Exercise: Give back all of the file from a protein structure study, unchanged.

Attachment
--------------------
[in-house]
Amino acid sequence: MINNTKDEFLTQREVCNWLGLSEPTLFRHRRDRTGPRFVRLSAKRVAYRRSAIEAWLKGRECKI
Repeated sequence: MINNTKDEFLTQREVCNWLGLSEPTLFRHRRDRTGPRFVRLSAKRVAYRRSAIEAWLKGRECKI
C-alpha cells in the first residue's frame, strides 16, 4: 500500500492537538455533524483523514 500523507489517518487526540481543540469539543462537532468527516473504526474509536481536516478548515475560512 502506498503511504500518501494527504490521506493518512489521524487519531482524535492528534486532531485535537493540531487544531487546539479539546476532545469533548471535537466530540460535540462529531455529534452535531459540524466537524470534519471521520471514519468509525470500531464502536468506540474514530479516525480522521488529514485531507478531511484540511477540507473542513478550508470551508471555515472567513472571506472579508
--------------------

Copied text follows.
[in-house]
Amino acid sequence: MINNTKDEFLTQREVCNWLGLSEPTLFRHRRDRTGPRFVRLSAKRVAYRRSAIEAWLKGRECKI
Repeated sequence: MINNTKDEFLTQREVCNWLGLSEPTLFRHRRDRTGPRFVRLSAKRVAYRRSAIEAWLKGRECKI
C-alpha cells in the first residue's frame, strides 16, 4: 500500500492537538455533524483523514 500523507489517518487526540481543540469539543462537532468527516473504526474509536481536516478548515475560512 502506498503511504500518501494527504490521506493518512489521524487519531482524535492528534486532531485535537493540531487544531487546539479539546476532545469533548471535537466530540460535540462529531455529534452535531459540524466537524470534519471521520471514519468509525470500531464502536468506540474514530479516525480522521488529514485531507478531511484540511477540507473542513478550508470551508471555515472567513472571506472579508